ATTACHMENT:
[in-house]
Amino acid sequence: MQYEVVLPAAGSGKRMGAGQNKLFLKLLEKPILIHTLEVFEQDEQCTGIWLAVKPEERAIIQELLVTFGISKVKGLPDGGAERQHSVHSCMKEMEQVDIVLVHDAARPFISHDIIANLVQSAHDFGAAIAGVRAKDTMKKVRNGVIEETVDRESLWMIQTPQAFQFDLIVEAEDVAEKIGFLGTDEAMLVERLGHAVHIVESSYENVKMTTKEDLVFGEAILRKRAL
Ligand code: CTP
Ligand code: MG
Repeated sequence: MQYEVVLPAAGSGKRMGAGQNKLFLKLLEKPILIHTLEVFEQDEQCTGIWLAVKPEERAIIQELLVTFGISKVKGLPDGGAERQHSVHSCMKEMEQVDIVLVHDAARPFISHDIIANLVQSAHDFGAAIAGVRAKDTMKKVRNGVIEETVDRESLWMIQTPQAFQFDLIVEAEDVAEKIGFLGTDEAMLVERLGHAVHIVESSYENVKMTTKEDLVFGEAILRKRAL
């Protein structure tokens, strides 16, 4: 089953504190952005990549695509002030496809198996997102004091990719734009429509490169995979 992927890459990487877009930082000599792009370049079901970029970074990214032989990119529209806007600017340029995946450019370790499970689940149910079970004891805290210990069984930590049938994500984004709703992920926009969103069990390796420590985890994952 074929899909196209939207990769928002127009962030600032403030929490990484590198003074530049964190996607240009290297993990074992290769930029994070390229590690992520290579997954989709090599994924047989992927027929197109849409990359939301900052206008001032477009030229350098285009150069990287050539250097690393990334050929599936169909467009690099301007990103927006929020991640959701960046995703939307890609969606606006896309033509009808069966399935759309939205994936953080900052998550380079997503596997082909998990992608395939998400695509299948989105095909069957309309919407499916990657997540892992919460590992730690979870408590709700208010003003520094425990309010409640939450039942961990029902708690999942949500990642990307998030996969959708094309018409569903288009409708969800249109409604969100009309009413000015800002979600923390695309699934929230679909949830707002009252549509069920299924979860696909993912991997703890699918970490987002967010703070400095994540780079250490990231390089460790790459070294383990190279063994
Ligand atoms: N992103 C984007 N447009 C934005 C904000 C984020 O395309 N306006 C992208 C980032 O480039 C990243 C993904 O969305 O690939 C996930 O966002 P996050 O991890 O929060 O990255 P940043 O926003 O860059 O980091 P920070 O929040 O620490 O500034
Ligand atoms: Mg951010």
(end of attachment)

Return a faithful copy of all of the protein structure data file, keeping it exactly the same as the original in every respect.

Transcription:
[in-house]
Amino acid sequence: MQYEVVLPAAGSGKRMGAGQNKLFLKLLEKPILIHTLEVFEQDEQCTGIWLAVKPEERAIIQELLVTFGISKVKGLPDGGAERQHSVHSCMKEMEQVDIVLVHDAARPFISHDIIANLVQSAHDFGAAIAGVRAKDTMKKVRNGVIEETVDRESLWMIQTPQAFQFDLIVEAEDVAEKIGFLGTDEAMLVERLGHAVHIVESSYENVKMTTKEDLVFGEAILRKRAL
Ligand code: CTP
Ligand code: MG
Repeated sequence: MQYEVVLPAAGSGKRMGAGQNKLFLKLLEKPILIHTLEVFEQDEQCTGIWLAVKPEERAIIQELLVTFGISKVKGLPDGGAERQHSVHSCMKEMEQVDIVLVHDAARPFISHDIIANLVQSAHDFGAAIAGVRAKDTMKKVRNGVIEETVDRESLWMIQTPQAFQFDLIVEAEDVAEKIGFLGTDEAMLVERLGHAVHIVESSYENVKMTTKEDLVFGEAILRKRAL
């Protein structure tokens, strides 16, 4: 089953504190952005990549695509002030496809198996997102004091990719734009429509490169995979 992927890459990487877009930082000599792009370049079901970029970074990214032989990119529209806007600017340029995946450019370790499970689940149910079970004891805290210990069984930590049938994500984004709703992920926009969103069990390796420590985890994952 074929899909196209939207990769928002127009962030600032403030929490990484590198003074530049964190996607240009290297993990074992290769930029994070390229590690992520290579997954989709090599994924047989992927027929197109849409990359939301900052206008001032477009030229350098285009150069990287050539250097690393990334050929599936169909467009690099301007990103927006929020991640959701960046995703939307890609969606606006896309033509009808069966399935759309939205994936953080900052998550380079997503596997082909998990992608395939998400695509299948989105095909069957309309919407499916990657997540892992919460590992730690979870408590709700208010003003520094425990309010409640939450039942961990029902708690999942949500990642990307998030996969959708094309018409569903288009409708969800249109409604969100009309009413000015800002979600923390695309699934929230679909949830707002009252549509069920299924979860696909993912991997703890699918970490987002967010703070400095994540780079250490990231390089460790790459070294383990190279063994
Ligand atoms: N992103 C984007 N447009 C934005 C904000 C984020 O395309 N306006 C992208 C980032 O480039 C990243 C993904 O969305 O690939 C996930 O966002 P996050 O991890 O929060 O990255 P940043 O926003 O860059 O980091 P920070 O929040 O620490 O500034
Ligand atoms: Mg951010």